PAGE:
Okay… this is where my emotional, intuitive, reactionary mind picks a fight with my rational, analytical, objective mind. Buro 247 published an online interview with Dasha Zhukova, the Russian editor-in-chief of Garage magazine, who was photographed atop a chair made of a life size scantily clad black woman frozen in a very compromising position.
I am trying to be fair about the existence of this Black Woman Chair aka art piece created by Norwegian artist Bjarne Melgaard. It’s one of a series of installments inspired by the work of artist Allen Jones as a commentary on sexism and racism. To be fair there are other “furniture” pieces in this collective that feature white women in similar compromising positions.
But take the Black Woman Chair out of its collective, plop a white socialite on top of it (or her), and instantly another layer of meaning rises to the surface. The one who’s on top becomes part of the art piece. What becomes the message? Dominance over subservience? Privilege over bondage? Superiority over inferiority? Actually there may be brilliance in this transformation of perspective. If a black man sits on the Black Woman Chair, what would that say? How about a white man? A black woman? In a gallery this chair is provocative art. As Dasha’s prop in a photo op, it becomes racist.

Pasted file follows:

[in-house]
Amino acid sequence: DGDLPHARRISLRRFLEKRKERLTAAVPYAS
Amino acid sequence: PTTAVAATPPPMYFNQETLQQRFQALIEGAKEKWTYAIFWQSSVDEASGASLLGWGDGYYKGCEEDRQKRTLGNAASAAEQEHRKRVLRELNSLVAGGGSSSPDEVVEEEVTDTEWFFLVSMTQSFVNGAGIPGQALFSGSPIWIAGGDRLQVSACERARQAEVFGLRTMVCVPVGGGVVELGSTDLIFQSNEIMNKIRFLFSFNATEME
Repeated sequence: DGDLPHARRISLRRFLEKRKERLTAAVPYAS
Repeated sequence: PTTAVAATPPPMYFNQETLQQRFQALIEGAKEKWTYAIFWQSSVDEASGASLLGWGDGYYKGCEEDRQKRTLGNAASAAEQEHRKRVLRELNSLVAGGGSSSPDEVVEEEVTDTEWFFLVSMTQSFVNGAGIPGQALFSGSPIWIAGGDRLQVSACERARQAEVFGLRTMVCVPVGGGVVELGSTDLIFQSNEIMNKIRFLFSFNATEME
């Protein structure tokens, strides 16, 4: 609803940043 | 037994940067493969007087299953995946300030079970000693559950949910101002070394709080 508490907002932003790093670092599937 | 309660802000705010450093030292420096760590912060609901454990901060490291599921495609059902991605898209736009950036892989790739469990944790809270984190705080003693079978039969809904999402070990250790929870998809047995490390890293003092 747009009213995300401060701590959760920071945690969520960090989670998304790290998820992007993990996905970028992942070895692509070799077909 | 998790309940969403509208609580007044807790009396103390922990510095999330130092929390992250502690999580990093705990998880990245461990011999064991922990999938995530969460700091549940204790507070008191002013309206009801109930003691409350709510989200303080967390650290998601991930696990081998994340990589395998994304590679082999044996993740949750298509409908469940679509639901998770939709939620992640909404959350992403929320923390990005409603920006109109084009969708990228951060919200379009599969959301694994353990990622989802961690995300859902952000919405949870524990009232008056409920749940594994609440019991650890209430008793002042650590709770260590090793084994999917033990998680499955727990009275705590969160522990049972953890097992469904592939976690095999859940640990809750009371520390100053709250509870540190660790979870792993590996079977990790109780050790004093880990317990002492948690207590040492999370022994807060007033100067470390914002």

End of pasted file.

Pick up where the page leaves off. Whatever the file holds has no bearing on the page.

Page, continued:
The backlash has been extreme. In an issued statement, Dasha had this to say “…I regret allowing an artwork with such charged meaning to be used in this context. I utterly abhor racism and would like to apologize to those offended by my participation in this shoot…”
Miroslava Duma of Buro 24/7.ru wrote on Instagram, “Dear All, Buro 24.7.ru team and I would like to express our sincerest apology to anyone who we offended or hurt…”
Really now? Sometimes I wonder what people are thinking when they do stuff like this.
What do you think?
How do people of other cultures and countries perceive the black experience? Is the art of blackface a global mockery of black people or an act of self expression? The likeness, lifestyle, language and mannerisms of cultures in the African diaspora are often distorted and used as props, backdrops, accessories, exclamation points, iterations and punchlines. Is black culture to be twisted, deformed and repurposed to fit the objectives of another culture’s agenda? Many think it is harmless fun and will defend the practice.
Recently, Dunkin Donuts Thailand franchise depicted a model in blackface with pink lips to advertise their new charcoal donut. The Human Rights Watch and other groups were in an uproar. Though the Thailand agency felt that America was being overly sensitive. Dunkin Donuts issued an immediate apology and is in the process of yanking the ad. Was this racism or just ad art misunderstood?